Introduction: DIY Mobile Miter Saw Stand
One of my favorite and most used shop builds is my miter saw stand.
It’s mobile so I can move it about, which I do very often. It has foldable wings that don’t interfere with the deck when down but do help support longer joints when up. I built a large bin to quickly toss in cut offs to get rid of and a shelf to just as quickly place cut offs that are worth keeping.
And for a set of plans to make your own, click HERE!
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Miter saw: http://amzn.to/2tF5Az
Track saw: http://amzn.to/2qmTytb
Band saw: https://amzn.to/2LPckmk
Pocket Hole Jig: http://bit.ly/2KeZQnc
Corner Clamping Jig: http://amzn.to/2nJrfE0
Wood Glue: http://amzn.to/2hMkdZw
Piano hinges: https://amzn.to/2XCgdSC
Super jaws: http://amzn.to/2qFLYJF
Bessey Clamps: https://amzn.to/2T0Fvqo
Titebond Thick & Quick: https://amzn.to/2KflUe0
Wood Finish: https://amzn.to/2NKalCl
18 Gauge Brad Nailer: https://amzn.to/2IvOziJ
Step 1: Cut Down the Plywood
Almost all the pieces are a rectangle so this goes pretty quickly. The only slightly odd shaped parts are the two wing supports. When cutting these, I joined both together and cut out one large rectangle to start. This way I could just make a diagonal cut and have two pieces.
Next I quickly taped the two parts together before taking them to the bandsaw and cutting out that top notch. Be sure to use the fence when making long straight cuts like this.
Then shove it out of the way to freehand and finish it.
Now I have two identical parts.
Step 2: Assembly
Moving onto assembly. I’m using my Armor Tool jig to create pocket holes in three pieces that will be the shelves. I first set up the jig with a piece of my material in it’s jaws to adjust the depth of the drilling block, and the collar on the bit. You can use 2x4s as side supports for wider pieces like this.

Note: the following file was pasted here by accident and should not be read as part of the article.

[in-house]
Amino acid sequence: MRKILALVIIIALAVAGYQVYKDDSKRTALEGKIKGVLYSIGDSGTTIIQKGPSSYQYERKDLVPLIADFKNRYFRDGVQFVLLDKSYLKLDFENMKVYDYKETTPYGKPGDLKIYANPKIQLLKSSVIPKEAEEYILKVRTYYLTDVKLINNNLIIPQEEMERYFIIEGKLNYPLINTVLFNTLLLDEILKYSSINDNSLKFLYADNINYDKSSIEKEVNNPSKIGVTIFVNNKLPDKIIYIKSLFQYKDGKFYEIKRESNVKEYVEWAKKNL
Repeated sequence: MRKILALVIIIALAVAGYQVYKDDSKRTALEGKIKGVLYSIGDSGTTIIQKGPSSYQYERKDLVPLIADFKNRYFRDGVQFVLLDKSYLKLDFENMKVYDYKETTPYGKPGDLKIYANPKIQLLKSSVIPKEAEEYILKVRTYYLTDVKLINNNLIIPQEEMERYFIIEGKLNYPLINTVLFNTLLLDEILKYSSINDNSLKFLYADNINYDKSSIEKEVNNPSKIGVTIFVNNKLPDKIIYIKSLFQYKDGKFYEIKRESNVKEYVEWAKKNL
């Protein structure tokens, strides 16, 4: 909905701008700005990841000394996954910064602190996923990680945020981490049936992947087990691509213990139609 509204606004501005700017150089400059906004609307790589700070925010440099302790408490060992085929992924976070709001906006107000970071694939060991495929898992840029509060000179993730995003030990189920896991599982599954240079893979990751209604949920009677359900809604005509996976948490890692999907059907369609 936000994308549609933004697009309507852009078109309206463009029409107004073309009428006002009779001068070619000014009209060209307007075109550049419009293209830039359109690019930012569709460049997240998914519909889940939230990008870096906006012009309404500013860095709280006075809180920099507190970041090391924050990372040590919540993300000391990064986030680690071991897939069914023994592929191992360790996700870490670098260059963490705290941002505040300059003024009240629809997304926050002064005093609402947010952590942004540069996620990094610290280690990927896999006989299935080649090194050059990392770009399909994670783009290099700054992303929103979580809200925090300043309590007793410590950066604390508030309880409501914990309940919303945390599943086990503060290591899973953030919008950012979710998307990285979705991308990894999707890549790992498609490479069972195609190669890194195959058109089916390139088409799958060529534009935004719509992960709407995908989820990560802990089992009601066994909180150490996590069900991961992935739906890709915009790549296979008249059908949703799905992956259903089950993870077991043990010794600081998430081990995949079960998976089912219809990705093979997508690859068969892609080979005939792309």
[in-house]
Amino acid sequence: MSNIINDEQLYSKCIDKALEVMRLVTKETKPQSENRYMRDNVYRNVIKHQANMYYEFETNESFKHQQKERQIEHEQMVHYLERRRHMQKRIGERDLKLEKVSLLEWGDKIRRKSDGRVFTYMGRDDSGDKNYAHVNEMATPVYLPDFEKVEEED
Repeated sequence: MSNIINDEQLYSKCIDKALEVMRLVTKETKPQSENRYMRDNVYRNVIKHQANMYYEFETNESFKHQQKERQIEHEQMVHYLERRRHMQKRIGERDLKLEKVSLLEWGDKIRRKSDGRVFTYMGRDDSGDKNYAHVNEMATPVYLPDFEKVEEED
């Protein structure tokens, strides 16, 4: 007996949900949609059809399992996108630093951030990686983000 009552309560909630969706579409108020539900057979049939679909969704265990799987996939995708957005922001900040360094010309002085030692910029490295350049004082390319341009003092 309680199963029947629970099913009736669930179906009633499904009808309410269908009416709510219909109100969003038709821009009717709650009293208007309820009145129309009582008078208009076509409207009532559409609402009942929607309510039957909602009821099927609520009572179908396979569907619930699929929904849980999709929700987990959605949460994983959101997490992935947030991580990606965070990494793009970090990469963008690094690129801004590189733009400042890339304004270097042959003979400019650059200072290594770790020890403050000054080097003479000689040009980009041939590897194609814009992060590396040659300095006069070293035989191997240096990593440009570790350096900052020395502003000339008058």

After drilling in the rest of the pocket holes on the other shelves I brought out my Rockler Clamp It Square Jigs to help assemble things together. These jigs make quick work of assembling a box and making sure it goes together at a 90.
Step 3: Add Casters to Make It Mobile
When I was done attaching the bottom, I went ahead and attached four casters. You know, I make almost everything I build in the shop mobile but this stand by far gets moved the most. So even if you skip casters on your other builds, I recommend not skipping them on this one.
Step 4: Add the Shelves
To put in the top shelf, I flipped the unit on it’s head then placed in two spacers to act as a ledge. Notice I’m placing the shelves with the pocket holes down. This way you won’t see them when the unit is complete.
Also, if you get a set of my plans for this project and have a different saw you’ll just need to measure from a flat surface up to the deck of your saw to figure out where to place this shelf.
I repeated with new spacers to place the shelf. If you wanted to change up your stand so it was all shelves you could carry on with this process until the space was filled.
Step 5: Attach Wing Supports
Lets go ahead and keep things upside down for a second. It will just make attaching the next pieces easier. These parts will be what the wings will be hinged onto later on. And since they need to be flushed to the top of the sides, I could use some glue (in this case I’m using Titebond Original) then only worry about lining it up flush to the front.
Step 6: Attach the Wings